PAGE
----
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Another Show about Those Russians!
NIKOLAI AND THE OTHERS -- Kathryn Erbe and Stephen Kunken in "Nikolai and the Others" at Lincoln Center. Photo by Paul Kolnik.
Nikolai and the Others
Directed by David Cromer
Mitzi E. Newhouse 150 West 65 Street
Opened May 6, 2013
Tuesday, Thursday - Friday at 8PM, Wednesday & Saturday, 2PM & 8PM
Tickets: $75-$85 (212) 239-6200, telecharge.com
Closes June 16, 2013
Reviewed by Paulanne Simmons May 22, 2013
“Nikolai and the Others,” a new play by Richard Nelson, has over a dozen characters and clocks in at two and a half hours (with one intermission). It often seems like a soap opera. One difference between this play and what daytime television offers is that these characters happen to be based on Russian émigrés well-known in the arts: Igor Stravinsky, George Balanchine, and a host of lesser knowns. The other is that it is directed by David Cromer (“Tribes,” “Our Town”).
Much as in a Chekov play, all these individuals are collected in a bucolic setting, in this case a farmhouse outside Westport, Connecticut owned by Lucia Davidova (Haviland Morris), a friend of Balanchine (Michael Cerveris). Ostensibly the guests are there to celebrate the name day of the aged and impoverished painter and set designer Sergey Sudeikin (Alvin Epstein) But unlike Chekov’s characters, they are actually doing something productive. These Russians are at the farmhouse to watch and assist Balanchine and Stravinsky create the ballet “Orpheus.”
However, the audience only occasionally sees Stravinsky and Balanchine at work, most notably when a section of the ballet is performed by tNicholas Magallanes (Michael Rosen) and Maria Tallchief (Natalia Alonso), Balanchine’s newest (and very young) bride. Most of the time, the guests at the farmhouse eat, drink, remember old times in Russia and worry about their future.
The Nikolai of the title is Nikolai Nabokov (Stephen Kunken), a former composer who now works for Voice of America, which allows him to help many of his Russian friends with their various problems relating to their status in the U.S. He is also a patron of the arts, supplying Balanchine with a curtain (something which is mentioned so many times it eventually becomes a joke). He accommodates everyone until the worm of doubt begins to erode his confidence.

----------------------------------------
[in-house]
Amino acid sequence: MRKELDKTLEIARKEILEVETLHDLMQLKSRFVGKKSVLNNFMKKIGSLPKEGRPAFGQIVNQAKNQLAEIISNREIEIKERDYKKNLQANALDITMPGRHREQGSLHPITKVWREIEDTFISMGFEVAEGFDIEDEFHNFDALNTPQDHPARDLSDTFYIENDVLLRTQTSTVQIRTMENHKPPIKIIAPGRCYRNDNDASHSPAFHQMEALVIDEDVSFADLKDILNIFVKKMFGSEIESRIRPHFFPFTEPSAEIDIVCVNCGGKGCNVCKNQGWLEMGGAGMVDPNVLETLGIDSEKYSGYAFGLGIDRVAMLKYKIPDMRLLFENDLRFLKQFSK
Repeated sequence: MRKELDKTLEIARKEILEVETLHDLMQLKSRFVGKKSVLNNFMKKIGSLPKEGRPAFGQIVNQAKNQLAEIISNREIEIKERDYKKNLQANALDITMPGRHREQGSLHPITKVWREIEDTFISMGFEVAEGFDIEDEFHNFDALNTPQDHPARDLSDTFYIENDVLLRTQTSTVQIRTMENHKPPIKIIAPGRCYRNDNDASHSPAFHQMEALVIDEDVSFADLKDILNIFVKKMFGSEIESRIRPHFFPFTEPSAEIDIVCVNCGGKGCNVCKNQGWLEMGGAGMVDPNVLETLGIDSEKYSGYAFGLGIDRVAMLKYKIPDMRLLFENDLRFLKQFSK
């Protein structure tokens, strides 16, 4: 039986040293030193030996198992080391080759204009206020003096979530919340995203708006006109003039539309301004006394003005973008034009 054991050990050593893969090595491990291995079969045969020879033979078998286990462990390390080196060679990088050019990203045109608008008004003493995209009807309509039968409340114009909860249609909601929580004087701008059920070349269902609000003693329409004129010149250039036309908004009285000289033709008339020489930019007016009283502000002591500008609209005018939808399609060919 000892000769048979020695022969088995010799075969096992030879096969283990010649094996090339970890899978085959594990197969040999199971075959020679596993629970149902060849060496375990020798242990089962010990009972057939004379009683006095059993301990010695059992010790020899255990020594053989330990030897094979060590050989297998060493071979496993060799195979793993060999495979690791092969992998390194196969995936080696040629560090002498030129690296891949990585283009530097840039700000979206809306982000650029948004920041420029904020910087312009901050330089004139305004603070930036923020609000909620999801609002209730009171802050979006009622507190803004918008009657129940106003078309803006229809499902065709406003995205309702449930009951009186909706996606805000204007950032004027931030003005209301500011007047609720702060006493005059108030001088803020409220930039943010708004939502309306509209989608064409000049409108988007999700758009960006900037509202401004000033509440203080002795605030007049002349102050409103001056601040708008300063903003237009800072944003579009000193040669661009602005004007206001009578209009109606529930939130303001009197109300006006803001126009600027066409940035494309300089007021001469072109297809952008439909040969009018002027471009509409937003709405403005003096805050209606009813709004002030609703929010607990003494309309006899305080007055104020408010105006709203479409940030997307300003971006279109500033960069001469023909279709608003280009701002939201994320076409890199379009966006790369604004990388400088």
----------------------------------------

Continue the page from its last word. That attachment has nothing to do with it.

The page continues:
Thanks in part to the writing, but also to Cromer’s fine direction and the excellent quality of the acting, every one of the characters in “Nikolai and the Others” has a significant purpose in the action of the play. No one never becomes overly maudlin or ridiculous, an ever-present danger in a play about Russians. Standouts include Cerveris as the choreographer more committed to his art than his women, Glover as the acerbic Stravinsky, Blair Brown as the very likable Vera Stravinsky and Kunken as the amiable but conflicted Nikolai.
There are so many plots and sub-plots in “Nikolai and the Others” that for a while it’s difficult to understand what Nelson’s main point is. There have been several marriages and divorces in the group. Vera Stravinsky was once married to Sudeikin. Balanchine’s confidant, Natasha (Kathryn Erbe) was formerly Nikolai’s wife, but is now engaged to Aleksi Karpov (Anthony Cochrane), a piano teacher. If the play is a comment on the endurance of love, surely that is beautifully highlighted by Vera’s continued affection and concern for Sergey.
But failed and emerging marriage is not all that is discussed and is only partially responsible for the anxiety that surrounds this group. If the play is about the uncertain status of the immigrant (something that is still relevant today), the witty and plaintiff conversations of these famous but isolated souls well illustrate the dilemma.
But by the end of the play, it becomes obvious that what Nelson is most concerned with is the state of the artist. Even more than their Russian heritage and bonds of friendship, their love of art is what binds all these people together. It is art which gives men and women a soul and separates them from all other creatures.
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